I recently spent a few days on the Texas border observing a crackdown by U.S. law enforcement on gunrunning, part of the Obama administration's effort to keep weapons out of the hands of drug cartels on the rampage in Mexico.
Now Congress is learning that the two key government agencies involved in that effort can't get along.
A report just released by the Government Accountability Office, the investigative arm of Congress, faults Immigration and Customs Enforcement and the Bureau of Alcohol, Tobacco, Firearms and Explosives, for not coordinating their efforts against weapons being smuggled into Mexico.
This is more than your average turf war. Last year more than 7,000 Mexicans died in drug-related crime, most committed with U.S.-supplied weapons.
The GAO found several examples of miscommunication between ICE and ATF. In one operation, an undercover ATF agent investigating a suspected trafficker was placed under surveillance by an unknowing ICE agent.
In another case, ATF did not tell ICE about a covert operation where ATF agents delivered weapons across the border to try to snare Mexican criminals.
Critics say there should have been an antigunrunning strategy in place since October 2007, when the U.S. and Mexico agreed to the joint cartel-fighting Merida initiative.
"While it is impossible to know how many firearms are illegally trafficked into Mexico in a given year, over 20,000, or around 87 percent, of firearms seized by Mexican authorities and traced over the past five years originated in the United States," according to the testimony of GAO investigator Jess T. Ford.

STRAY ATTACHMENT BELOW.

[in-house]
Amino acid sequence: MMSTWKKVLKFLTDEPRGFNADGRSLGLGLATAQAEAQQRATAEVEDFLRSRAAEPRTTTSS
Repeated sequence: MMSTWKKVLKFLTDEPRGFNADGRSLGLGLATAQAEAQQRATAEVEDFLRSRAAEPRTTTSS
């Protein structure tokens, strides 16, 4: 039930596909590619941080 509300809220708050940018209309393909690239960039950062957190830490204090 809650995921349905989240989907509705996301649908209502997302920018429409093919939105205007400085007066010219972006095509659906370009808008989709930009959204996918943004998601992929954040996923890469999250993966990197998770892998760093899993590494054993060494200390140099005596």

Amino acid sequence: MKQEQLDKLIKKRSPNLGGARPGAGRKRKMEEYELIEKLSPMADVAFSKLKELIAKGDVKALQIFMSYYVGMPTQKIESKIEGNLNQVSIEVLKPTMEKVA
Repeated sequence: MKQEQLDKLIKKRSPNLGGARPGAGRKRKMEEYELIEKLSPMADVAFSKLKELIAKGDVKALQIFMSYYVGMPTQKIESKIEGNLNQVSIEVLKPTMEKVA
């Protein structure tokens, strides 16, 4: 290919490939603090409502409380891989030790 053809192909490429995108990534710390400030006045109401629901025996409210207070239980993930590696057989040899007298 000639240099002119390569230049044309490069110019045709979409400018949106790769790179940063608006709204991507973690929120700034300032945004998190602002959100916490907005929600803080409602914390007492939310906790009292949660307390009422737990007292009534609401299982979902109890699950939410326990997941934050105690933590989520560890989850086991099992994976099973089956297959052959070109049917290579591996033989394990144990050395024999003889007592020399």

In theory, ATF and ICE are supposed to cooperate under a 1978 agreement over dual investigations. Instead, the GAO cited that agreement as one of the obstacles to coordination. An updated agreement is in the works, the report said.
"This is the kind of stuff that happens all the time," said Sandalio Gonzalez, a retired senior DEA official who exposed a notorious case of agencies failing to coordinate in 2003-2004 in Ciudad Juarez, Mexico. In that case an ICE informant went on a killing rampage that jeopardized the lives of a DEA agent and his family. Not only did DEA personnel have to be evacuated from Juarez, but ICE refused to allow DEA to talk directly to the informant.
By coincidence, ICE and DEA this past week announced a new agreement to improve case information sharing. The two agencies will fully share case information electronically through the Organized Crime Drug Enforcement Task Force Fusion Center to promote officer safety and avoid duplication of efforts, officials say.
"This agreement marks a new era of cooperation between ICE and DEA to combat drug smuggling," said Assistant Secretary John Morton.
But critics say the agreement papers over a sad reality. "The first thing you have to ask is why is an agreement necessary," said Gonzalez, questioning the operating mind-set and leadership within the Department of Homeland Security. "Why do you have to be required to share information?"
Gonzalez, who successfully sued the government for discrimination and retaliation for whistleblowing, points to a lack of leadership at the top, resulting in a failure to keep agency rivalries under control, as well as agent egos.
The new agreement was in essence a "regurgitation" of previous agreements and law, he said, but lacks provisions for sanctions against violations.
"It will only make a difference if the attorney general stands up and holds their feet to the fire. Otherwise, as with previous similar agreements, it's just a piece of paper."
David Adams can be reached at firstname.lastname@example.org.